Colin Gleadell does some explaining about the highly successful London sales of Contemporary art, especially why the Lenz works sold so well, and provides a scorecard on market darlings, Doig and Ofili:
The Lenz sale also included works by more established artists of the era such as Lucio Fontana (shimmering works on copper) and Yves Klein (female body outlines made with a blowtorch). Selling for more than £3 million to a collection in Switzerland, these prices were anticipated. What the Lenz sale demonstrated was that the market loves a prestigious private collection, and is ready to set new price levels for previously under-valued post-war classics that are now safely in the history books.
Peter Doig’s huge ski painting, Saint Anton, did not attract much competition, selling for £2.8 million. But, for the owner who bought it in 1996 for £12,000, that was some result.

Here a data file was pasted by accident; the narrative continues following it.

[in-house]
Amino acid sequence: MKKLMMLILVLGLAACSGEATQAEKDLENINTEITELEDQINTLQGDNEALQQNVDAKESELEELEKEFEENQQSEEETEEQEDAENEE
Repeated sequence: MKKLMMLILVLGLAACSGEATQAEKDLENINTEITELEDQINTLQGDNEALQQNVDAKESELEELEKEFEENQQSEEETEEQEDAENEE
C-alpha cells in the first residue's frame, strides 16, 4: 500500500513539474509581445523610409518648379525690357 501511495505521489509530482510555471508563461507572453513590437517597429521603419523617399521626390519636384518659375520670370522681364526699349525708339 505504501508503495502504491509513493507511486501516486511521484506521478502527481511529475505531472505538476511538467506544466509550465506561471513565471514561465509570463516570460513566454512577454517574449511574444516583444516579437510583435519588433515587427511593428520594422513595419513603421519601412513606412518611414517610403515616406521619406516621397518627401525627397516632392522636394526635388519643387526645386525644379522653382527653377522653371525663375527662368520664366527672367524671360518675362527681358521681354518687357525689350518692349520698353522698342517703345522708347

Chris Ofili: His radiantly pink glitter-and-elephant dung painting, Through the Grapevine, bought in 1999 for around £20,000, sold well above expectations for a record £802,850 – a price that makes Tate’s purchase of Ofili’s 13-painting installation, The Upper Room, for £600,000 five years ago look like a complete bargain. Salzau, a small watercolour by Ofili, made £20,000, four times its estimate and five times what it fetched at auction in 2002.
Art Sales: Spring Brings Ray of Sunshine (Telegraph)